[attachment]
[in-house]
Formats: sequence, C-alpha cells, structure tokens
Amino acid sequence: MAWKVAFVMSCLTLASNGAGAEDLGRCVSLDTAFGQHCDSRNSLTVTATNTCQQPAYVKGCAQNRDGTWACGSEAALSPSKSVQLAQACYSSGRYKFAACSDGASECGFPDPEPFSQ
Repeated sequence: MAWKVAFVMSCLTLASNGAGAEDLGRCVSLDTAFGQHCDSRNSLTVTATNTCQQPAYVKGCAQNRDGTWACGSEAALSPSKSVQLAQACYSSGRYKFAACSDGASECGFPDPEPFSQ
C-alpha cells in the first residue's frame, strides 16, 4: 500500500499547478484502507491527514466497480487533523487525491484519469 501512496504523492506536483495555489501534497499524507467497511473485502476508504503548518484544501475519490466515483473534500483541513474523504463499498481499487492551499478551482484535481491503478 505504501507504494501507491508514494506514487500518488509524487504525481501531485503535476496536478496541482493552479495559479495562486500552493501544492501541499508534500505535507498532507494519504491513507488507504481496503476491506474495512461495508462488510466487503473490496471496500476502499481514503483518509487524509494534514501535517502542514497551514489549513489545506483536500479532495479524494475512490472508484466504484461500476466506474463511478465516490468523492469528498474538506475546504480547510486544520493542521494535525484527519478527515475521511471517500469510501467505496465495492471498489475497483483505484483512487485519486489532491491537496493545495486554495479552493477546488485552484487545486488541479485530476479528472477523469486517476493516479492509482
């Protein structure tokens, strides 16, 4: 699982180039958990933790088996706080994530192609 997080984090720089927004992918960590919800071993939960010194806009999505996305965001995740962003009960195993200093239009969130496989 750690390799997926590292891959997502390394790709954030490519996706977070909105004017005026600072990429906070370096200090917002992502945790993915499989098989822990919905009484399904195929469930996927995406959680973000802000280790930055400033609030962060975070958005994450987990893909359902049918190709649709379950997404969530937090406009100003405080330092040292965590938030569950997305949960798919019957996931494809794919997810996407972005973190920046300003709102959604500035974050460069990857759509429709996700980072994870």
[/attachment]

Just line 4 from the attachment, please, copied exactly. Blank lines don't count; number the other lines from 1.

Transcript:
Repeated sequence: MAWKVAFVMSCLTLASNGAGAEDLGRCVSLDTAFGQHCDSRNSLTVTATNTCQQPAYVKGCAQNRDGTWACGSEAALSPSKSVQLAQACYSSGRYKFAACSDGASECGFPDPEPFSQ